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What we Buy

We Buy Properties that

Long-term empty homes that are unmortgageable or difficult to finance due to their condition, requiring extensive renovations before the property can be brought back into use.

Leasehold properties with short leases are types of property ownership in which the buyer obtains the right to occupy the property for a set period of time, typically 99 or 125 years. When this period falls below 82 years, it becomes costly and difficult to extend or renew leases.

Derelict property in disrepair that may need extensive renovation work before it can be occupied. Lenders may view derelict properties as a higher risk due to the potential cost of repairs.

Properties that are not habitable may be challenging to live in because they either lack the essential utilities needed for daily living or require extensive remodelling work.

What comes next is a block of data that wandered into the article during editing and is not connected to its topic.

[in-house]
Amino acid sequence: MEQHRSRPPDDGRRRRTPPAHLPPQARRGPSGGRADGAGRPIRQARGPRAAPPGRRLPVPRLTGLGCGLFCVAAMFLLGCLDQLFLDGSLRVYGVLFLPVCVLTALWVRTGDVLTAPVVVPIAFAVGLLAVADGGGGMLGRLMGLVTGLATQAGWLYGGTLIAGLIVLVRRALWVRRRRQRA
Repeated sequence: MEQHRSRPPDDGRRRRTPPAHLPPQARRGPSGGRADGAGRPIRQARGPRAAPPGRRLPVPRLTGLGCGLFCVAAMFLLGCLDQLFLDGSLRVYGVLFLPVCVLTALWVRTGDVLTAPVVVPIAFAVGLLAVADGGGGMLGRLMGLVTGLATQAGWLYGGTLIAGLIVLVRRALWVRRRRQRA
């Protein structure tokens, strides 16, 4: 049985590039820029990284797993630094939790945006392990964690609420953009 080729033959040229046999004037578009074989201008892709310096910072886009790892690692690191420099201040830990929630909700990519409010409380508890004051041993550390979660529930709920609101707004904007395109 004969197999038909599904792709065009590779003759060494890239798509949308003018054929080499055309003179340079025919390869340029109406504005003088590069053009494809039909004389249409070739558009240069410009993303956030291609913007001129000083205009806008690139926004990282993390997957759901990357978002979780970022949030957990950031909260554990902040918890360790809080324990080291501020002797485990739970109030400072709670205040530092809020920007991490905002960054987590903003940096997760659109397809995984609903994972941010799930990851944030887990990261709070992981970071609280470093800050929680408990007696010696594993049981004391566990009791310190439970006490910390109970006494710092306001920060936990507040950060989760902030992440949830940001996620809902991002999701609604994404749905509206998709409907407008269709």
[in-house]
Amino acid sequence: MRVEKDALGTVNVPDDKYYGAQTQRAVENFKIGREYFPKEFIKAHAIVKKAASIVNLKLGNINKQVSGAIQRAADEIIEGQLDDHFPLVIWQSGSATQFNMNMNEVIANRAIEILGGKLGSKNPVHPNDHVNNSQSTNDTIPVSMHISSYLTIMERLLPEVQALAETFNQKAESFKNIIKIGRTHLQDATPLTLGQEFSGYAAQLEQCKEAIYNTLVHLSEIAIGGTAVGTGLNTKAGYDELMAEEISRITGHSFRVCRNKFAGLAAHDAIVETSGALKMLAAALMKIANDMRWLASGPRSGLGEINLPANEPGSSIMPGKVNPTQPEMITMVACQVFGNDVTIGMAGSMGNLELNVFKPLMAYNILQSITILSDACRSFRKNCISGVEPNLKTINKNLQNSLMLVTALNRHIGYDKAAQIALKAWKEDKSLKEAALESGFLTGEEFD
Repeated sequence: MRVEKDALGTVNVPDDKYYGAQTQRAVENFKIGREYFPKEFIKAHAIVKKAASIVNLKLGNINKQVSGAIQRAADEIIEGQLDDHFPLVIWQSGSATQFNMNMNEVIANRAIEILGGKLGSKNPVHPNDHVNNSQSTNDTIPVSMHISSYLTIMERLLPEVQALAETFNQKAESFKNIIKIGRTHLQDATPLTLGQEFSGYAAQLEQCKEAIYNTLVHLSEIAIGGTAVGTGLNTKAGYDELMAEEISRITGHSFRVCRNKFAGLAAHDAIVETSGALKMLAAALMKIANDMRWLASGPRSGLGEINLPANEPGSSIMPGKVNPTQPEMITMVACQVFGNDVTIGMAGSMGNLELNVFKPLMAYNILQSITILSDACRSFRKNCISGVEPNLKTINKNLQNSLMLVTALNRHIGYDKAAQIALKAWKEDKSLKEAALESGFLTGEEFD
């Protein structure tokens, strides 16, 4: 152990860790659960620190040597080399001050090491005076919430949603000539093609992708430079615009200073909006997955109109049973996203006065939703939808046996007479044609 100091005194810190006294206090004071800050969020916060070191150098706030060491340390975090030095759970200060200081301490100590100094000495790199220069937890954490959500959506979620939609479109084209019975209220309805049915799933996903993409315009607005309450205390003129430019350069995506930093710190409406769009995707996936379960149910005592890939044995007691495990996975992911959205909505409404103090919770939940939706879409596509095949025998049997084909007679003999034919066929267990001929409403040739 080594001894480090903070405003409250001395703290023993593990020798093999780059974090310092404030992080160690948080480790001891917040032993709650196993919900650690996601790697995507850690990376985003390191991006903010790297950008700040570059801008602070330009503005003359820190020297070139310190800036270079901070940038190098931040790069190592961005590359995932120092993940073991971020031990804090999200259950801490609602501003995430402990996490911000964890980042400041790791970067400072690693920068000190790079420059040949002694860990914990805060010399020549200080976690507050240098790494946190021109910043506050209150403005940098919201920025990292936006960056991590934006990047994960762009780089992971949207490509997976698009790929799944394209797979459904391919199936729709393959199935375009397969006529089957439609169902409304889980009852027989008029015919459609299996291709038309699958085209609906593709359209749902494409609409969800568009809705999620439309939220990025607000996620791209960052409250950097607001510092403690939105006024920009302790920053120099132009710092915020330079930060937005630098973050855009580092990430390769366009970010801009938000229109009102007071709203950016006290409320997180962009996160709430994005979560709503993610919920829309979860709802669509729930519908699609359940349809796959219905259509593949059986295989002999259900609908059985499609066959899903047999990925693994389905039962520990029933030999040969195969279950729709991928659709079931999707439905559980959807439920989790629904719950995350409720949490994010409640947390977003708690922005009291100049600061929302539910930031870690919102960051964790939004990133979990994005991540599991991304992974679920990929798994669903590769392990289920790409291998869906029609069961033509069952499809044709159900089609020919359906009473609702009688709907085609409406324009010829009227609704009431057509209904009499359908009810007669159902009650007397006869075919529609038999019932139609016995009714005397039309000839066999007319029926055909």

An unregistered property in the United Kingdom that has not yet been registered with the Land Registry digitally. In some cases, the property may have previously been registered with the title or deed in a paper copy. If the paper copy is no longer available, it may be difficult to prove ownership or any legal interests in the property.

Properties where Letter of Administration or Grant of Probate has been obtained and they are required to be sold to settle debts and taxes, redistribute the estate if there are multiple beneficiaries , or avoid maintenance cost if the property is in disrepair.

Repossessed properties, when the previous owner has defaulted on their mortgage payments and the lender has taken possession of the property. The lender will then try to sell the property in order to recover the outstanding mortgage debt.

Negative equity is a situation where the value of a property is less than the amount of mortgage secured on it. This can occur due to a fall in property prices or if the borrower has borrowed more than the property is worth. 

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